When Churchill returned to the Admiralty in September 1939 he set up an experiment in the basement code-named ‘White Rabbit Number Six’. The aim was to construct a model of a giant machine that would cut a deep groove in the earth, along which soldiers could safely advance towards the enemy in the battles expected on the western front. Throughout the Phoney War Churchill pursued the idea with great excitement, demanding that scarce resources be diverted for the purpose. When France capitulated the project had to be mothballed, but the pursuit of technological wonders continued to be one of the most striking characteristics of his war leadership. Yet as Graham Farmelo remarks, the most revolutionary development of the war years – the making of the atom bomb – failed to capture his imagination.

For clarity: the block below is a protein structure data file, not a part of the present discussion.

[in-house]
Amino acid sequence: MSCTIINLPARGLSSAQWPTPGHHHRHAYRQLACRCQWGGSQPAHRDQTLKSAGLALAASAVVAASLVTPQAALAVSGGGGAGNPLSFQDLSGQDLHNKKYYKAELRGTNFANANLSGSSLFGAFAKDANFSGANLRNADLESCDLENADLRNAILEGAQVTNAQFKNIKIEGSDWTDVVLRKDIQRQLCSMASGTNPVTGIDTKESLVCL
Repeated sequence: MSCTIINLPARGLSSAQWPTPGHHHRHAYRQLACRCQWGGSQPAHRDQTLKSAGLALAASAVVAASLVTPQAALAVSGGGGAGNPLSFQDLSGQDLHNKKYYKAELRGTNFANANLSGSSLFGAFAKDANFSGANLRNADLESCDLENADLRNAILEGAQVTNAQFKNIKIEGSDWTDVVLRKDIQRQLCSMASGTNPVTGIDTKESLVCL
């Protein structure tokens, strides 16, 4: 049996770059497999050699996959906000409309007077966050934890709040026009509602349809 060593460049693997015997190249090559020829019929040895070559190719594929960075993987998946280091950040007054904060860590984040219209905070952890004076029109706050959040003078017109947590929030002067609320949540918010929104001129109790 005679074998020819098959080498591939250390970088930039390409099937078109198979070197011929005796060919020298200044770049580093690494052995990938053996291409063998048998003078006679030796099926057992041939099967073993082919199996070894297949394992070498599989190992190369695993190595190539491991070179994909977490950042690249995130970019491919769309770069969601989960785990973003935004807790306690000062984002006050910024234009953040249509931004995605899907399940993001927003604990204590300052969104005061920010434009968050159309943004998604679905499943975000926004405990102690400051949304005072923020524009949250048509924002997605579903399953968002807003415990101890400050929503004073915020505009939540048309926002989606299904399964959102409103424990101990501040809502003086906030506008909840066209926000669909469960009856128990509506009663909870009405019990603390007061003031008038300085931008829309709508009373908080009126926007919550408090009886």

Churchill had known long before 1939 of the potential of nuclear energy. He was well briefed on the subject by his friend Frederick Lindemann, the professor of experimental philosophy (ie physics) at Oxford. The two had first met in 1921. As a vegetarian and a teetotaller, Lindemann offended against Churchillian